Running back up north was harder, as the headwind coming at me was crazy. It almost felt like I was going uphill even though it’s a pancake-flat course. I averaged a 9:40 pace for this one. Easy peasy.
Friday was a scheduled Flex Day (options were a 4 mile run, cross-train, or day off), but I knew Saturday was going to be tight, schedule-wise, so I decided to switch the two days and do Saturday’s 7 mile regular run on Friday.
I’ve been trying to get in a 30-minute Fitness Blender squats & deadlifts workout once a week, usually later in the week right before a run. I’m finding that separating my harder days and my easier days seems to make more sense than an even effort every day, so I opted to do the workout and run today, leaving the lighter day for Saturday. The squats & deadlifts is such a simple, solid workout. I use 10 lbs. weights for the first set and 15 lb. weights for the second. There’s no jumping involved, but by the middle of it, I’m sweating like a pig. (Sorry, pigs.)
Then I went to Central Park for the run. Starting and ending on the corner of my street and doing a full loop of the park is exactly 7 miles, so I don’t really have to do much calculating if I know I’m doing 7. Once again, there was a light rain. I felt really strong this morning, and wasn’t sure if I should attribute it to actually getting enough sleep or the squats & deadlifts or what, but I enjoyed it. No “cons” for this run. And I’m getting up those Central Park hills better and better. Even on easy runs, I’m making a good effort to pass every other runner going up both Cat and Harlem Hill. I usually succeed.
My target pace for the run was 9:07-9:18 and I wound up doing an average 8:57 without feeling like I was pushing it. It’s getting easier.
Saturday left me no time to work out in the morning, so I just did a Fitness Blender upper body workout later that day. I had an early train to catch to Long Island as I was FINALLY getting rid of the car that I had leased the summer before last. I wound up giving it back to the dealership at a small cost to me, but I am so relieved to have it over and done with. It had been sitting at my sister’s house ever since I moved last May.
After that was taken care of, I went out to eat with my sister’s family at a great place in Kings Park called Relish. I had a salmon quinoa wrap with onion strings. My nephews had pancakes. They are very silly and cute (the nephews, not the pancakes).
Sunday was my big day: a 20 miler. My first 20 miler, ever.
I was excited and a little nervous. I just wanted to be able to complete it without any weird soreness cropping up. Also, this wasn’t just any long run. We had to focus on pace, getting steadily faster through mile 13, where we had to stay at marathon pace for 4 miles before slowing down for the last 4.
The workout was broken up into 4 mile chunks which actually wound up helping me, mentally.
- Miles 1-4: from 9:54 to 9:18 pace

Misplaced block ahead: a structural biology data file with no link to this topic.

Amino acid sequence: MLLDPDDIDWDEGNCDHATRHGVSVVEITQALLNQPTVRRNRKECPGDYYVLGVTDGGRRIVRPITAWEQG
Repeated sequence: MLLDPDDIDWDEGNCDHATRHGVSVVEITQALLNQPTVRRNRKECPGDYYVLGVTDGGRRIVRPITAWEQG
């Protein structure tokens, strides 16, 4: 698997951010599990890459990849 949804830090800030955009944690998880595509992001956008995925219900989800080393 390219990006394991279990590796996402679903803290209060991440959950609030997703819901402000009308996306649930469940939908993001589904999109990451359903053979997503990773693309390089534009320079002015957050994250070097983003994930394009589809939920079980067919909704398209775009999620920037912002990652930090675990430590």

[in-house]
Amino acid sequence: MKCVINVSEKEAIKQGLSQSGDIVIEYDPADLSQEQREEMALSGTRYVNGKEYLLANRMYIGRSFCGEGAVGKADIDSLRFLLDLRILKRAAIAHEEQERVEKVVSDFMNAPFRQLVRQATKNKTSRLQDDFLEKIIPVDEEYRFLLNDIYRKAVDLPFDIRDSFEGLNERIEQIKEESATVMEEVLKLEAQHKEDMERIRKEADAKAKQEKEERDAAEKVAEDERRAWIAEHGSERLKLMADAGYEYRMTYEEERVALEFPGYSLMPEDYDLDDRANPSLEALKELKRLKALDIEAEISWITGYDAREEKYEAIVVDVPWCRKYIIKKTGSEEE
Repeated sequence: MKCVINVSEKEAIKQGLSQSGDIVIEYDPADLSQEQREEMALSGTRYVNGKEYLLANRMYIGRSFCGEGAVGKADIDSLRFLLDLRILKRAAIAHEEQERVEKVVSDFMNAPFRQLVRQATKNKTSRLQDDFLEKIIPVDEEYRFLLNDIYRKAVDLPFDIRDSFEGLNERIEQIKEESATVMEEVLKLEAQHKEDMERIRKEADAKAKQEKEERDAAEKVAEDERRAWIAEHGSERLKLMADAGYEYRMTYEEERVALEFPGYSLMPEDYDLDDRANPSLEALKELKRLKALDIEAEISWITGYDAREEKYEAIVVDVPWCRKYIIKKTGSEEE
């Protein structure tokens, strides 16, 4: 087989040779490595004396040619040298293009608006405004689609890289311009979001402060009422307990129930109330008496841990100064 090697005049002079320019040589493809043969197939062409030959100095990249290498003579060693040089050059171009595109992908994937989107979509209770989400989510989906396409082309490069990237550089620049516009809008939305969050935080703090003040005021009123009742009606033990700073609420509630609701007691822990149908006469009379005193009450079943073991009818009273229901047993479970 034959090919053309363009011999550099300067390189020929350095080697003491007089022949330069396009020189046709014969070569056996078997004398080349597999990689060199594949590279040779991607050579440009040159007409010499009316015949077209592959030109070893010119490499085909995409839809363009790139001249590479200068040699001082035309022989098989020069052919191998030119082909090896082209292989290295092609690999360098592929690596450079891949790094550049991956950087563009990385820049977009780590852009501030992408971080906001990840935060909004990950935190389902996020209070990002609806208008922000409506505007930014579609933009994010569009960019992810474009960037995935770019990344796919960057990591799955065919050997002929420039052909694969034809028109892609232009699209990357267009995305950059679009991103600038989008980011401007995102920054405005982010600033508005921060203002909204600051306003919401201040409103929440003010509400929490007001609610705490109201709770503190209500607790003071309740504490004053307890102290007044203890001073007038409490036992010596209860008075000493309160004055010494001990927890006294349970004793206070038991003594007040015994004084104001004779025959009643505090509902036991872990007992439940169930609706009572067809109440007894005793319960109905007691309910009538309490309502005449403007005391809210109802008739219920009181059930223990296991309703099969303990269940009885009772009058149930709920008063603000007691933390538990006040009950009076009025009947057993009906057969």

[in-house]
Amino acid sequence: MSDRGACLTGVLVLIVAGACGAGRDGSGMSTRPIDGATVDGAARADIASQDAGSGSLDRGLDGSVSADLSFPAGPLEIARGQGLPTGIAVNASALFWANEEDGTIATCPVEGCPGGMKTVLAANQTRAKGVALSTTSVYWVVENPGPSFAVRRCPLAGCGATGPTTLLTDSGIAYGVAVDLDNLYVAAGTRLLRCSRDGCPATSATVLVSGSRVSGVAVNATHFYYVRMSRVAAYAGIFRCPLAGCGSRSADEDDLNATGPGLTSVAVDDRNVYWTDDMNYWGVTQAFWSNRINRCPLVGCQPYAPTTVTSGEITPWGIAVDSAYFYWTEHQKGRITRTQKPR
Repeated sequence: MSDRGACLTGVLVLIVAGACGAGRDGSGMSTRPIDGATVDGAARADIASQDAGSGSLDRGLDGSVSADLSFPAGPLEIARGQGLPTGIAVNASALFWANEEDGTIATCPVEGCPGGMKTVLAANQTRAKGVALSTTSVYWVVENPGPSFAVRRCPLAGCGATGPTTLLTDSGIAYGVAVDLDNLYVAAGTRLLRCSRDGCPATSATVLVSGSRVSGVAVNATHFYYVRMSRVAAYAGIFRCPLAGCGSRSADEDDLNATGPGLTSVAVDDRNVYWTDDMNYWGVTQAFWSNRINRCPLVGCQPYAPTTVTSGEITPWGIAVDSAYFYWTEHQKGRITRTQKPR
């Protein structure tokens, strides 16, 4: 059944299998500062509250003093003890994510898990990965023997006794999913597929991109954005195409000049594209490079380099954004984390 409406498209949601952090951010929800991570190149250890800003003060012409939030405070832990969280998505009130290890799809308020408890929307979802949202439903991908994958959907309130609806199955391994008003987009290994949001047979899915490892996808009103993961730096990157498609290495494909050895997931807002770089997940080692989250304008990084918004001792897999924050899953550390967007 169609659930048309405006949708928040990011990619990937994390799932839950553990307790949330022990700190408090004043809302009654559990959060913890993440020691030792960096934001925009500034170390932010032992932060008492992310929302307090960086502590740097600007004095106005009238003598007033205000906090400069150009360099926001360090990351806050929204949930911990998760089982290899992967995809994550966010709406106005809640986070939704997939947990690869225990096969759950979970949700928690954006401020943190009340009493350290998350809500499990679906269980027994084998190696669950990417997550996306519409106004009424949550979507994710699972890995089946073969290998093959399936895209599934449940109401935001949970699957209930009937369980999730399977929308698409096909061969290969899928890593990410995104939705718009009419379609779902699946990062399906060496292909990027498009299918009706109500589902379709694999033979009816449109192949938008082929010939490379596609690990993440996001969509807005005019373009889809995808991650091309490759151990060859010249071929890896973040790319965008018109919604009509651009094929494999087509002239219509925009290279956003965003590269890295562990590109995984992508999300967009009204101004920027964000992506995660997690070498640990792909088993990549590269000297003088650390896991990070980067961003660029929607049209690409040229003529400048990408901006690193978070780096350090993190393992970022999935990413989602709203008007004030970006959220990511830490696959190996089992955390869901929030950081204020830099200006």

- Miles 5-8: from 9:18 to 9:07 pace
- Miles 9-12: from 9:07 to 8:50 pace
- Miles 13-16: marathon pace (8:39-8:50)
- Miles 17-20: regular run pace (around 9:15)
That’s what was scheduled.
I actually programmed this as a workout into my Garmin only so that I could be notified as to what pace I was supposed to be running at each mile. I didn’t feel like taking up brain space by memorizing it and then forgetting what pace I was supposed to be doing.
The weather was great for this run: mid 50s, low humidity, sunny. I wound up going faster for most of the miles: 7 through 16 were all 8:56 pace or under, and my 4-mile marathon pace segment was 8:41, 8:47, 8:45, 8:34. So right where I wanted it to be and then some.
I also liked the 4-mile chunks because I like eating every 3-4 miles, and decided that this would be a good opportunity to eat something every 4. I alternated one Gu and half a fig bar every 4 miles: Gu at mile 4, fig bar at mile 8, Gu at mile 12, fig bar at mile 16. And I stopped at water fountains a few times, probably once on each side of the park. This was all the fuel I needed during the run (I had my usual bowl of hot oat bran before it) and I think I’ll probably wind up doing exactly this for the marathon.
This is what I had:
(I had one vanilla Gu and one espresso Gu on Sunday but I love the salted caramel, too.)
The only downside to this long run were some aches in the first few miles, when the back of my right leg was annoying me, and the last 4 miles, when my ankles had started to ache. Interestingly, I felt fine during the middle faster miles than when I went slower.
I’m a little worried about what my ankles are going to feel like in miles 20-26. I do have another long run planned soon so I’ll see what happens then.
So that’s it. That was my week. I topped off Sunday’s 20 miles with a self-portrait on a rock and then a nice plate of banana pancakes.
Week 11: 47.38 miles